• The use of rubbing alcohol to remove grease, grime, and other particles that impede the good sealing of tent seams and surfaces
  • Wet and dry towels
  • Clean the tent with soap and water to remove dirt and oil.
  • Your local camping supply store or the internet is a good place to look for DWR spray for waterproofing your tent
  • Like household superglue, seam sealer can be purchased online or in an outdoor-oriented store.


Repairing all of your tent seams is a smart idea if one of them is leaking. In less than an hour, you can seal the seams of your tent (excluding drying time).

These are the instructions:

  1. Clean the seams of the tent Rub alcohol should next be applied to each seam after the damp cloth has been used to clean it. If you’re using rubbing alcohol to remove the glue that held the tent seams together, the seam sealer will be able to do its job.
  2. Apply tent sealer using a paintbrush. Use a brush or popsicle stick to cover the entire seam with a tent seam sealant. Don’t go overboard with the thickness or thinness of it. A layer of around a millimeter is ideal.
  3. Remove any extra water and allow to air dry. Wipe away any excess sealant using a clean cloth or rag. When you’re finished, let the tent seams air dry for at least six hours, either indoors or out of direct sunlight.

Your tent’s seams will remain watertight and safe for years to come after they’ve been properly sewed. For the most part, seam sealing your tent only needs to be done one time. To keep the seams from drying out and cracking, you should reseal them once every 8 to 10 years.


If your tent’s urethane has worn thin, it’s time to apply a fresh coat of durable water repellent (DWR). When done correctly, this will extend the life of the tent by several years. A fresh coat of DWR on an old, trail-worn tent is well worth the investment even if the tent hasn’t yet had an issue.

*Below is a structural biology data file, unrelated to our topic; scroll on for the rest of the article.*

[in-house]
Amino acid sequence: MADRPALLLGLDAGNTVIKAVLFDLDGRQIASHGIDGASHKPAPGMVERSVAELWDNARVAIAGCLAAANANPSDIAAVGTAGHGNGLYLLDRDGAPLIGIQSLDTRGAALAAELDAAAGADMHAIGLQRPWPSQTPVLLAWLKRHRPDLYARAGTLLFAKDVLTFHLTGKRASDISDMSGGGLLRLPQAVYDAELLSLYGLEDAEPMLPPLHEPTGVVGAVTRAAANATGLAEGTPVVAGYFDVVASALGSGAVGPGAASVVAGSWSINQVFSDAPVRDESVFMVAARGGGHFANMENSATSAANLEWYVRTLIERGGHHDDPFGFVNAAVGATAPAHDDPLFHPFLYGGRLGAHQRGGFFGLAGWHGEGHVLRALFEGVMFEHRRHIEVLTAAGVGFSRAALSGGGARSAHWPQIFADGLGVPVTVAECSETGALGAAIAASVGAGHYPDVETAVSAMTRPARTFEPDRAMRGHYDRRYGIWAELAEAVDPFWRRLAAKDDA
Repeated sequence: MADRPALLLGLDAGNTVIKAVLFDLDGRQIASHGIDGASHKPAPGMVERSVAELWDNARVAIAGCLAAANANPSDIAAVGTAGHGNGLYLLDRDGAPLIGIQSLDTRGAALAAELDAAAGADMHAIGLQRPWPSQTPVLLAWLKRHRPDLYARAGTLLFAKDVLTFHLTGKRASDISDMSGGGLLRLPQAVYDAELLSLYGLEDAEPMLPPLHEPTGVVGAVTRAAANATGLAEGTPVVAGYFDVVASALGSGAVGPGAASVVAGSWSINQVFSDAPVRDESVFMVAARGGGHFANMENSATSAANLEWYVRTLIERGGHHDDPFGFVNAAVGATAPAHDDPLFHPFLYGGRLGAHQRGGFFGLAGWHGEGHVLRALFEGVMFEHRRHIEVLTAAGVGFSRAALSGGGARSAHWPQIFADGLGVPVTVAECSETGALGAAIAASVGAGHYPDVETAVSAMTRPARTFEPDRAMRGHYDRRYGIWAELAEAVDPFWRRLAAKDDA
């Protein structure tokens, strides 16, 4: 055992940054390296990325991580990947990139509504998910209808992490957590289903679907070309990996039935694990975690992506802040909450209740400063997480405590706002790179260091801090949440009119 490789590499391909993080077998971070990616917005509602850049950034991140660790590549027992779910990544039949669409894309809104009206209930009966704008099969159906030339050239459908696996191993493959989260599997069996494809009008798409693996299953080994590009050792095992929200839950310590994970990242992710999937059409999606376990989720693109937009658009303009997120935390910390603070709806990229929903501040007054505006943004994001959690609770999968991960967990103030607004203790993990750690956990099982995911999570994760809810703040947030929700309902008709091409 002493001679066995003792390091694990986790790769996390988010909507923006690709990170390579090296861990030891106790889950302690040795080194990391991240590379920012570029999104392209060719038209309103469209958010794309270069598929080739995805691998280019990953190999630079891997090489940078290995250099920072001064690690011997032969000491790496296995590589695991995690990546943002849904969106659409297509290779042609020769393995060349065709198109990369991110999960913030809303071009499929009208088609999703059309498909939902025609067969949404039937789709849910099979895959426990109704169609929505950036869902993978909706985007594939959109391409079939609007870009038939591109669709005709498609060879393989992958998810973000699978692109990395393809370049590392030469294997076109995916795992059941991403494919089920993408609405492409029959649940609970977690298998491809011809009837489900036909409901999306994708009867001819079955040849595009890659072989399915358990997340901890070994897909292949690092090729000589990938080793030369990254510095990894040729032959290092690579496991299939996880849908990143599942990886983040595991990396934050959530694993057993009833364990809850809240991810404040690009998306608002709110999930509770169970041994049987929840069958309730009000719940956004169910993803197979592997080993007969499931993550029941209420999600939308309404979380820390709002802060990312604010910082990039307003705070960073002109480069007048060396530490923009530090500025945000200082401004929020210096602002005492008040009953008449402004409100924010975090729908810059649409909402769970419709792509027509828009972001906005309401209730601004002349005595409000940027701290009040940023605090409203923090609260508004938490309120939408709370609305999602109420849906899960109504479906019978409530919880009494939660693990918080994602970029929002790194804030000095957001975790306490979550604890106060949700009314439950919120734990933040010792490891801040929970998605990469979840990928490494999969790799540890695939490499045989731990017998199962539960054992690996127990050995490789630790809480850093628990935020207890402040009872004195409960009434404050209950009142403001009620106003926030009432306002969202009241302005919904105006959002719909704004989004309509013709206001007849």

In order to do so, this is how:

  1. Set up your shelter. When your tent is set up in your garage or lawn, the simplest approach to refresh its DWR is to spray it down with a hose.
  2. Clean and sanitize your tent. After every long walk, you should wash your tent as part of your post-trek regimen. To ensure that your tent lasts as long as possible, thoroughly cleaning it before applying a fresh coat of DWR is a must. Soak a rag or sponge in soapy water, then wipe down all of the tent’s surfaces. You don’t have to wait for the tent to dry once you’ve cleaned it (yet).
  3. Spray a waterproofing agent on your tent (DWR). Apply a generous amount of DWR spray to the tent’s outside. As the coating dries, it will adhere to the tent’s fabric, so you just need to spray the tent’s exterior. The tent should be completely covered, so don’t leave any fabric unattended.